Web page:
Wine Column: My Return to Pennsylvania Wine

I thoroughly enjoyed my seven-year tenure at the Pennsylvania Liquor Control Board (PLCB), most of it as chairman of a then-$1.7-billion-dollar operation with over 600 stores and thousands of employees.

Never would I have imagined such a role at the beginning of my career. When I graduated the University of Pennsylvania Law School and practiced law as a commercial litigator in Philadelphia, the furthest thing from my mind was a career in the wine industry.

But in 1999, then-Governor Tom Ridge appointed me to the three-member Liquor Control Board. In a relatively short time, after then-Chairman John E. Jones III became a federal judge, I became chairman of the board.

I spent my time getting a thorough wine and retail education, and interacting with management and staff all over the state, to understand what we could be doing better. In the next couple years, through the inspiration of store employees, I founded the Chairman Selection program, using the state’s purchasing powers to find great wines at very attractive pricing.

I also founded the Pittsburgh, Harrisburg and Philadelphia Wine Festivals. And I started many new initiatives, including temperature control of wine, stores in supermarkets, instituting Sunday and holiday sales, the sale of wine accessories and other programs.

When I left the PLCB in January, 2007, I decided to found my own wine brokerage business and focus on sales in the northeast corridor — everywhere but Pennsylvania.

Over the past decade, I worked with hundreds of retailers and learned so much. After more than a decade of abstaining from doing business in Pennsylvania, it was time to go home, forget about politics, and bring my expertise back to my home state.

It was an emotional journey. When I was at the PLCB, it was like an extended family, where I knew many of the employees by their first name and considered them friends and colleagues. In May my wine selections (sold through Breakthru Beverage) started appearing on Pennsylvania store shelves. I focused on many of my favorite producers and brought gorgeous wines to my home state, and the consumers responded favorably with strong depletions and feedback.

It was June 4, 2018, that proved to be a special day. I visited a hotel ballroom outside of the state capitol in Pennsylvania to pour my wines for hundreds of store personnel throughout the state. It was a homecoming. Even though there were many new faces, it reminded me how special it is be in the wine industry and how much I missed my home state.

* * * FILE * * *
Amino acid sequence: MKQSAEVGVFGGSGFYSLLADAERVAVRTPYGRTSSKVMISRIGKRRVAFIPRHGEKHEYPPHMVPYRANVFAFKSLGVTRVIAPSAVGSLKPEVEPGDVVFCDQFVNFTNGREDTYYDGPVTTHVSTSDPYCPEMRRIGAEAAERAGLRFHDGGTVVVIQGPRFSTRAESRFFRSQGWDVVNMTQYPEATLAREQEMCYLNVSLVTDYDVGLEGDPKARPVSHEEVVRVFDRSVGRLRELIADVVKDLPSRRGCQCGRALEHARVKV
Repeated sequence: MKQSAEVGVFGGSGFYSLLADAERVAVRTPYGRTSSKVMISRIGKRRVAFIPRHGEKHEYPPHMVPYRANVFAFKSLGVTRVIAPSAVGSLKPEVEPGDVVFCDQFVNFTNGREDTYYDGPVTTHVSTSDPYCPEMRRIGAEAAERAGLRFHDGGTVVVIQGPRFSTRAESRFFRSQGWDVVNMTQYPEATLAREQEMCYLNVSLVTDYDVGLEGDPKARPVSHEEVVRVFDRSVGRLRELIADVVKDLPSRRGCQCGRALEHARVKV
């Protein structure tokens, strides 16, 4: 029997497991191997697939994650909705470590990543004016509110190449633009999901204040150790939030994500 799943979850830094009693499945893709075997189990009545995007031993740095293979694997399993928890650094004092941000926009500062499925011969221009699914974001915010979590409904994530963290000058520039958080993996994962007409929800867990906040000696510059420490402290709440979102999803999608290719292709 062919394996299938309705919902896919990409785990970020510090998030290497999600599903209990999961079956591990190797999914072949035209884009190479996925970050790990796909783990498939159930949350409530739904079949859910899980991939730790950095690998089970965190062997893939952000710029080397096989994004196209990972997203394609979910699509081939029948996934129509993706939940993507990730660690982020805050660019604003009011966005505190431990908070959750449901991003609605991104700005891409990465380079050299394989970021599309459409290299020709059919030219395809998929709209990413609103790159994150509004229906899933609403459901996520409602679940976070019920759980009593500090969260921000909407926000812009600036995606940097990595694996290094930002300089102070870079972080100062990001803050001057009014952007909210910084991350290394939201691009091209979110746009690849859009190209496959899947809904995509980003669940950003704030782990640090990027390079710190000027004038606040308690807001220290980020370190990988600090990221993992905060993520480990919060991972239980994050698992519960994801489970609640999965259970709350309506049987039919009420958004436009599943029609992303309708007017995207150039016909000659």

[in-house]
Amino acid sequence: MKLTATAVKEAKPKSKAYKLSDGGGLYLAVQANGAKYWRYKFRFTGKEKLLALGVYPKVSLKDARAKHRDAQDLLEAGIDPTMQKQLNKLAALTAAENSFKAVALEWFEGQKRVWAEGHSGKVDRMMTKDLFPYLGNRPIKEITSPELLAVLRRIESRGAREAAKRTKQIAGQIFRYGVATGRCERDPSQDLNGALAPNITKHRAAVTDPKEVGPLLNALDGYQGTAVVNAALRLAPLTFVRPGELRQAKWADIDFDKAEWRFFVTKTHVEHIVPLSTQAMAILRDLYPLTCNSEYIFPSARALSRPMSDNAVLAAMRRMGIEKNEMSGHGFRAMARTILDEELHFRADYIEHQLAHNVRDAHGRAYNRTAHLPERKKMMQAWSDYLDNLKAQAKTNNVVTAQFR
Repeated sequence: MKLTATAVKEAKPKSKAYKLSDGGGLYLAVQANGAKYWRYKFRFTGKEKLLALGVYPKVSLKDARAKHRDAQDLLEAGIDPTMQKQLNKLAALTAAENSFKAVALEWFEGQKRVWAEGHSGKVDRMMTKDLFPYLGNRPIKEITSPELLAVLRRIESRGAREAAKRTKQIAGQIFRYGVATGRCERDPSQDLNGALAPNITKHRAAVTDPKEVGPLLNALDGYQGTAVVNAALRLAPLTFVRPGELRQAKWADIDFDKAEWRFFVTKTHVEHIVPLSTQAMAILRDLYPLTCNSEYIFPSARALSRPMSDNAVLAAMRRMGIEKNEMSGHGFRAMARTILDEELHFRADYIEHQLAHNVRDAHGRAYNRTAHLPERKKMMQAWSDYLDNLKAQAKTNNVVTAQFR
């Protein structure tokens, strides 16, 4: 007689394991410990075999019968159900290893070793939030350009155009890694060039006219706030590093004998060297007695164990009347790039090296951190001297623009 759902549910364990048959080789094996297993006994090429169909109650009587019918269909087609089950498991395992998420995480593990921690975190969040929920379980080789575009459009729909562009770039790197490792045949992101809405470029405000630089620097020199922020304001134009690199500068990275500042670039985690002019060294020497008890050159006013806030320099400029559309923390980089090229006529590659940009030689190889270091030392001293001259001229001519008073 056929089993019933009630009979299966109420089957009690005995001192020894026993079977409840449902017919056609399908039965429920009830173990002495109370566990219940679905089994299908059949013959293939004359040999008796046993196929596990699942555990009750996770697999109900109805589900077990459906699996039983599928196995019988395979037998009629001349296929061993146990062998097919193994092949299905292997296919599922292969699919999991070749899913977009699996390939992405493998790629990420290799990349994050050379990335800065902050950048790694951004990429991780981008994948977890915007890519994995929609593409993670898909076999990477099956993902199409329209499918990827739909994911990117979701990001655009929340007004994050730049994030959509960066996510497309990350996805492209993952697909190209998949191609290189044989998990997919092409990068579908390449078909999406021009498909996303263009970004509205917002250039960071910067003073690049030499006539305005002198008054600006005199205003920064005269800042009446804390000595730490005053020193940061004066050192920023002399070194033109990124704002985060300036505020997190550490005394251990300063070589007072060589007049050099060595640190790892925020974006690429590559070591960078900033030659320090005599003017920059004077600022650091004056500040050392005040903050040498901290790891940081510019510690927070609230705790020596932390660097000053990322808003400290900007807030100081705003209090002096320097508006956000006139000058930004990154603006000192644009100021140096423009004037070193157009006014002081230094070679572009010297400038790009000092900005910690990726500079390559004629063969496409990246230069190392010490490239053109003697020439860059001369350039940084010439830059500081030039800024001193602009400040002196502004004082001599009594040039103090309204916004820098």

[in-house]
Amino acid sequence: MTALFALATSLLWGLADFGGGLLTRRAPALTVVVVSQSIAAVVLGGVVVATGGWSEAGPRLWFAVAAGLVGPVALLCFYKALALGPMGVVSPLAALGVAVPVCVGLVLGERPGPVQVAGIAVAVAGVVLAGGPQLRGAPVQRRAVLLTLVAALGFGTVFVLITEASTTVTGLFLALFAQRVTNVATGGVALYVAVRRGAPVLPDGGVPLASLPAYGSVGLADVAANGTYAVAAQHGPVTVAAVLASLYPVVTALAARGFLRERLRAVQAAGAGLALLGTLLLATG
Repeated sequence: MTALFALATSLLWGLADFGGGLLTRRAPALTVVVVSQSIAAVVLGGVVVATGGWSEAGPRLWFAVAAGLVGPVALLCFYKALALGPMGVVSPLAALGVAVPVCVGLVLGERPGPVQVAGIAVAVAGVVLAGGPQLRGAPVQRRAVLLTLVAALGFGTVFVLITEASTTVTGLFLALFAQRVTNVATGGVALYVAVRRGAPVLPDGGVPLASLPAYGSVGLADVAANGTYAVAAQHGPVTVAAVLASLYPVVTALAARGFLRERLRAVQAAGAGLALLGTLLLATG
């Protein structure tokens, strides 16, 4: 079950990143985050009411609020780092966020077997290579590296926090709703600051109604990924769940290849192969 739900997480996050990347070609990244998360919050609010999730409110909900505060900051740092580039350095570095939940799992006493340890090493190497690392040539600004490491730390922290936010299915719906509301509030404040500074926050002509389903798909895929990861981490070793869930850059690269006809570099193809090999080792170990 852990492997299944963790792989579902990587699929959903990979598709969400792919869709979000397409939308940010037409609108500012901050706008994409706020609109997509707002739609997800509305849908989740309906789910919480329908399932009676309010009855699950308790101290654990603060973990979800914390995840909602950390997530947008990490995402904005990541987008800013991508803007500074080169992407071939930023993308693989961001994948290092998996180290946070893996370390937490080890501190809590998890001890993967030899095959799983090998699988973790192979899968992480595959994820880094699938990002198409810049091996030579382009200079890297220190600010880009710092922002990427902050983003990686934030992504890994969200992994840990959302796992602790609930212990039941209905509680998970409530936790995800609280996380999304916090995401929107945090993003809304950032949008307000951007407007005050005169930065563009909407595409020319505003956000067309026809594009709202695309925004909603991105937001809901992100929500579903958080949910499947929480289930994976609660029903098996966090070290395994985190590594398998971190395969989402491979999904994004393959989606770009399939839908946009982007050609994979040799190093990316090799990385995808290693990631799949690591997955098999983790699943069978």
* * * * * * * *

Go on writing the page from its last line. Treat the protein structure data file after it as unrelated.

It was particularly inspiring to discuss the wines, as the feedback was tremendous. I gained fresh insight into the consumer and sales trends in Pennsylvania stores. While it was reassuring to hear that all the wines were met so enthusiastically by customers, it’s so important to be a good listener. It also reminded me that the most important factor in successful retail wine sales is the strength of store personnel.

Finding the right staff and making a commitment to their wine education and training is paramount to successful wine sales. They are on the front lines and the ones that are interacting with consumers — they will surely make or break the very success of your business. 

As chairman of the Pennsylvania Liquor Control Board, Jonathan Newman was the nation’s largest wine buyer and brought a number of popular innovations to bear, including the Chairman’s Selection program and opening of local stores for Sunday sales. Follow him on Twitter at @NewmanWine and visit his website: www.newmanwine.com. Read his recent piece: Talking Sonoma Vintages with Michel-Schlumberge Winemaker Bryan Davison.

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